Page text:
• The method of delivery was engaging, the webinar was at an appropriate level to meet their needs, the webinar was well paced (the right amount of time was spent on each section), the webinar included a good mix of presentation and feedback activities, the webinar was value for money,
  • The trainer clearly defined the learning outcomes, the trainer was knowledgeable, the trainer had good presentation and facilitation skills and the trainer was responsive to their needs.
  • Delegates said that they would use the materials received as part of the training and that they know where to find further support and resources from AWICS after the webinar has finished. They were very likely to recommend our webinars to a colleague.

Those who attended the introduction to Service Charges said:

  • It provided everything I needed to know to kick start a review of our service charge position.
  • It gave a good understanding of service charges from an accounting point of view.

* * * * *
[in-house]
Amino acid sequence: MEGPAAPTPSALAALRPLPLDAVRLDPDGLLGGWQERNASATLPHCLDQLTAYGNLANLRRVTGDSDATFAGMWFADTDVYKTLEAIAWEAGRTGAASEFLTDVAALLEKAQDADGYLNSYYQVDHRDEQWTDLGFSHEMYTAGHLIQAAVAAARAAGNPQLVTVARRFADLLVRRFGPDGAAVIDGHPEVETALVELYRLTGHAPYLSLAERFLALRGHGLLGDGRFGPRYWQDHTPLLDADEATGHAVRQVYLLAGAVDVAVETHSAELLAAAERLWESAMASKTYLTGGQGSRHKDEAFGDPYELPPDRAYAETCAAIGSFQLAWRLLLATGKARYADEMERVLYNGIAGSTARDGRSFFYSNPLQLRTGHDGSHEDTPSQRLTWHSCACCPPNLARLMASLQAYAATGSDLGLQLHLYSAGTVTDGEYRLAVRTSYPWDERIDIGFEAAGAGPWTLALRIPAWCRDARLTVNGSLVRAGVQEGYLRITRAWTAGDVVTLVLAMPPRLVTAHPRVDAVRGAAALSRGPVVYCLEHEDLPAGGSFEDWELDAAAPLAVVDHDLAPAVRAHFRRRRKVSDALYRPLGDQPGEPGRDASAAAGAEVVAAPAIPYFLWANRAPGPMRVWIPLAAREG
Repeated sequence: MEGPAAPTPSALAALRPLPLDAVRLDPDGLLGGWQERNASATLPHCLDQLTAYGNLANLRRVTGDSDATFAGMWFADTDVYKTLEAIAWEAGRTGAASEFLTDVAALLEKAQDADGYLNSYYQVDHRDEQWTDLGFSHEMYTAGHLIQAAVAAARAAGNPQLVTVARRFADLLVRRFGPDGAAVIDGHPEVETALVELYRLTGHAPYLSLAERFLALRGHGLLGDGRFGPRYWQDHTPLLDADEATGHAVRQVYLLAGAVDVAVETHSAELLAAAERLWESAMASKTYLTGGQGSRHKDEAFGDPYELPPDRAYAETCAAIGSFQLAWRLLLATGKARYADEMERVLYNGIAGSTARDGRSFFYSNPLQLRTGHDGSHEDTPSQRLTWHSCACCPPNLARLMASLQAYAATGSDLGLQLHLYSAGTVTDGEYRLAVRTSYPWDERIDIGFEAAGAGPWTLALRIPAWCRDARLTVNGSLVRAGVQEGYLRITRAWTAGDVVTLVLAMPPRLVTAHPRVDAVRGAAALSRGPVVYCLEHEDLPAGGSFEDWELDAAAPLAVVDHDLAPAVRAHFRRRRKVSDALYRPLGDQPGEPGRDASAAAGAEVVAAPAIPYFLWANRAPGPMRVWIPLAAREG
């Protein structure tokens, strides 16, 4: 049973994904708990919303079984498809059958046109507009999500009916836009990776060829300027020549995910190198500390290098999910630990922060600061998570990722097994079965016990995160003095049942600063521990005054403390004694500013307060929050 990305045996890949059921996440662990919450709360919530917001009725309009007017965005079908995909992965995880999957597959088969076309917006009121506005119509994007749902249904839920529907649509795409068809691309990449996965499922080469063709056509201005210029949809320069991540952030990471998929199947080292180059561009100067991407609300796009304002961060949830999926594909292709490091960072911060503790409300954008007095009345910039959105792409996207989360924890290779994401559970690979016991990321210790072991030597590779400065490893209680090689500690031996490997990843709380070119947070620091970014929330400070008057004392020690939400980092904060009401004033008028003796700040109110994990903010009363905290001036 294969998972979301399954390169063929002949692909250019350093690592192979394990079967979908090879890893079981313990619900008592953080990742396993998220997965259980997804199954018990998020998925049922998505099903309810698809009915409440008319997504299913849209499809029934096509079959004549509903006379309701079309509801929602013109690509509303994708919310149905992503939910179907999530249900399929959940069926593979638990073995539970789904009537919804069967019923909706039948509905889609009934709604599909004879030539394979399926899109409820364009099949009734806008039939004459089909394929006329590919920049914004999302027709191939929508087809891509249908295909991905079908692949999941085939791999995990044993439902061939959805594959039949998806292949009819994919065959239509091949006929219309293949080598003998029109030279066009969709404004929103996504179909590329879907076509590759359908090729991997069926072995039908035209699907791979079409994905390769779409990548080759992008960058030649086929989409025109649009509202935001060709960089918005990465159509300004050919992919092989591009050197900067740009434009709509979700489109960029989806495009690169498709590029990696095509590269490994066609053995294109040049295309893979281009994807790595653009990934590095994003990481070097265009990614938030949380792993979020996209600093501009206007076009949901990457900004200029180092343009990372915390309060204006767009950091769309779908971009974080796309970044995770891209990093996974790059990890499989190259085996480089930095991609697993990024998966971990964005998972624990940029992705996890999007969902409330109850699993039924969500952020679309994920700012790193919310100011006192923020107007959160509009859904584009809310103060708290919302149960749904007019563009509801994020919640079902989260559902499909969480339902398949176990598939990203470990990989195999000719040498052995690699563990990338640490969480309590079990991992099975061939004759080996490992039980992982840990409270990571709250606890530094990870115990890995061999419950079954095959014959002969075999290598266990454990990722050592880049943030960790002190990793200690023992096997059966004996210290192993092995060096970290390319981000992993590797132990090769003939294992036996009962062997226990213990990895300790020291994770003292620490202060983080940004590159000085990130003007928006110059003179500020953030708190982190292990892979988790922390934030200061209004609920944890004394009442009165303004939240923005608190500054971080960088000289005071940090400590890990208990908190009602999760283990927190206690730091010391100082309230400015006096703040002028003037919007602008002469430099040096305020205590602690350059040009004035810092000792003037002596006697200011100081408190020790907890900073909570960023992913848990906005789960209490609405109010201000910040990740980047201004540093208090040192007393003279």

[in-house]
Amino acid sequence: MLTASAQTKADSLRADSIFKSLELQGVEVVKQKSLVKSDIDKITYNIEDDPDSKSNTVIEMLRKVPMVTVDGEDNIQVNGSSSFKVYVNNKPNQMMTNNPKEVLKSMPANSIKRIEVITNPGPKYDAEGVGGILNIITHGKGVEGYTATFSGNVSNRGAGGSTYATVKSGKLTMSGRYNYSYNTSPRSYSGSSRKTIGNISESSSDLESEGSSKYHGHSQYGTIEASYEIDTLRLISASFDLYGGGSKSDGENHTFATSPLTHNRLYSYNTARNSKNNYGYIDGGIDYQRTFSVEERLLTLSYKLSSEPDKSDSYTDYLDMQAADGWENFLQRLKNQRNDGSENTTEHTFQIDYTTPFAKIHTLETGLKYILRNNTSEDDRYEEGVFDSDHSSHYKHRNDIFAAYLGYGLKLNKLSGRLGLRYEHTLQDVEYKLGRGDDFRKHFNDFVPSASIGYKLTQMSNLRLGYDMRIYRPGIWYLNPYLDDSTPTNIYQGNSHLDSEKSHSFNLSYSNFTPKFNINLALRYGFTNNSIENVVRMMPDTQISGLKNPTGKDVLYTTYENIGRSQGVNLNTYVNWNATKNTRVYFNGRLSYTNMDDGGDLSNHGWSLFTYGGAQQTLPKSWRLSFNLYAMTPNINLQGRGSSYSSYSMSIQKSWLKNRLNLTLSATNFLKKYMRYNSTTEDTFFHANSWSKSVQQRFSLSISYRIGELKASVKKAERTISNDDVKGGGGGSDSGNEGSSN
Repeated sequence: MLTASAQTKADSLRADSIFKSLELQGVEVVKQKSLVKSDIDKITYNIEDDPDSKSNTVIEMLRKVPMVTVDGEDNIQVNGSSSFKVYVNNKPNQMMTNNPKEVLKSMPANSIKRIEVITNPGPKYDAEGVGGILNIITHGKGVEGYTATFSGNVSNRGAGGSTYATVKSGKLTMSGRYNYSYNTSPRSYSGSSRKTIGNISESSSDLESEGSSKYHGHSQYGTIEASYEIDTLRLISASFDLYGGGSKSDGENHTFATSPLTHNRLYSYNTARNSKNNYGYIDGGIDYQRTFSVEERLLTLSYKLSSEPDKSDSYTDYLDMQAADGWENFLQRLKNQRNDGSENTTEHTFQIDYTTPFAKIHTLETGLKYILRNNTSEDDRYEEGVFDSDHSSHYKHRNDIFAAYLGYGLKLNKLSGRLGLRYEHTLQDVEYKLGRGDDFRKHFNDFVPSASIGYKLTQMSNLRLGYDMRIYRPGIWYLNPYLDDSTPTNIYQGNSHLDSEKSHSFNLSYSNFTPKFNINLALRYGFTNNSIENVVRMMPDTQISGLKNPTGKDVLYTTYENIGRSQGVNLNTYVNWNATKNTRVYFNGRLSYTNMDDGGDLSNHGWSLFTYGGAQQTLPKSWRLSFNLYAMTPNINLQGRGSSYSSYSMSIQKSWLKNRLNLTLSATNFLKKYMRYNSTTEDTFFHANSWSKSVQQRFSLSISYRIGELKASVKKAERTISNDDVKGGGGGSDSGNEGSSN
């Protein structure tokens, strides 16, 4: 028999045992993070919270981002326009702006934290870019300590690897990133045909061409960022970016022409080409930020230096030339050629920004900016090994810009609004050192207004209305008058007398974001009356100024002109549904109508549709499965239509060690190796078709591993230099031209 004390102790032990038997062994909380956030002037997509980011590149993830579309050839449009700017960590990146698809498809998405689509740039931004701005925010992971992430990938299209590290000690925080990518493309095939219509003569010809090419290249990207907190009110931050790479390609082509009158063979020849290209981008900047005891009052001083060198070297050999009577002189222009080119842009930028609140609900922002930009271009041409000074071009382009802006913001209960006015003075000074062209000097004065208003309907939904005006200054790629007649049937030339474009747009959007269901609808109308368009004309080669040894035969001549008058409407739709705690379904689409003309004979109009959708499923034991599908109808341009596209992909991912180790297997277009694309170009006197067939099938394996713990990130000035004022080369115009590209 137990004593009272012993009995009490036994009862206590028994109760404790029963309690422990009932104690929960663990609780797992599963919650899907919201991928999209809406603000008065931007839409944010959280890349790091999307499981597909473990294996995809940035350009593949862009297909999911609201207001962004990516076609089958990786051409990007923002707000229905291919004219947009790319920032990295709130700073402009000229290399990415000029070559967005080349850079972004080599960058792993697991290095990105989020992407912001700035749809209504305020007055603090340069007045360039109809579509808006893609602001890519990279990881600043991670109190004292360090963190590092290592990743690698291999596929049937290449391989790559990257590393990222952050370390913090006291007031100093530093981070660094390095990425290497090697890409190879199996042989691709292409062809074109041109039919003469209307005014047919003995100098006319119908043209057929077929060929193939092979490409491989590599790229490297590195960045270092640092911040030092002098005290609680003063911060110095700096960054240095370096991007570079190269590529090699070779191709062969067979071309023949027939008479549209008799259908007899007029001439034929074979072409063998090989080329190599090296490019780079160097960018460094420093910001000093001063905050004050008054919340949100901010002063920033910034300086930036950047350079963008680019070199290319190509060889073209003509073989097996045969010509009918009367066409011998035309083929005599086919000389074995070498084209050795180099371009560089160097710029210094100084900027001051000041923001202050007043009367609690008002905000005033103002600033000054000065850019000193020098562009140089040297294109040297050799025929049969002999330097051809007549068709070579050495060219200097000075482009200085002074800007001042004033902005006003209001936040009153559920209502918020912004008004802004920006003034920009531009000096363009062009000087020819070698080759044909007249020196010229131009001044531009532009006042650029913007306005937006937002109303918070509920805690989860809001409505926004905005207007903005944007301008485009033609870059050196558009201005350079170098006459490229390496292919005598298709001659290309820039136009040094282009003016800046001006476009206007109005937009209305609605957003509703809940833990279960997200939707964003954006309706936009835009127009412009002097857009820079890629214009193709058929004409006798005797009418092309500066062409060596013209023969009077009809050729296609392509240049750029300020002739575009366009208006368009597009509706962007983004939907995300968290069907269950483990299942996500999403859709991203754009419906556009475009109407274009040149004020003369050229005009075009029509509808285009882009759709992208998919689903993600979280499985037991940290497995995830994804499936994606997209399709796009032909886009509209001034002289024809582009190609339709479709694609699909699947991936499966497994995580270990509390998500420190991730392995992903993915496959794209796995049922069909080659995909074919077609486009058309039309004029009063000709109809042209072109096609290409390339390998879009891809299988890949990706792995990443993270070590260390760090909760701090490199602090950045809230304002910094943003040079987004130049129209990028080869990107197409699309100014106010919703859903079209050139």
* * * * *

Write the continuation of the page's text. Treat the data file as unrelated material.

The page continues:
• Informative and a very good introduction to Service Charges.
  • Good supporting material with opportunity to ask questions and re-play presentation.  
  • As an authority we are introducing service charges where we haven't before so basic introduction was perfect to set the scene.
  • Many thanks Adrian.
  • Clear & concise information.
  • Thank you for the information.

Those who attended the introduction to Local Authority Housing Finance said:

  • Working in housing but having no knowledge of accounts - the introduction explaining what the different types of accountancy methods used was very helpful. Using examples of what accounts look like. The notes and PowerPoint slides afterwards are a must for me. I thought the examples and explanations were very clear.
  • Thank you so much for the webinar yesterday, it was really helpful. Thanks also for all the documents and links. Looking forward to the next one today! Many thanks for this. The webinars have been really great.
  • Thank you for both webinars this week and thank you for the slides.

Those who attended the introduction to Scottish Housing Association Finance said:

  • The pace and level of content was ideal for me as a relative newcomer to finance.
  • Thanks, Adrian for a very useful series

Further webinars have been arranged from July to September. For further information or to make a booking, please click the links below:

Briefing papers

I have recently published some new briefing papers. To view or download copies, please click the links below: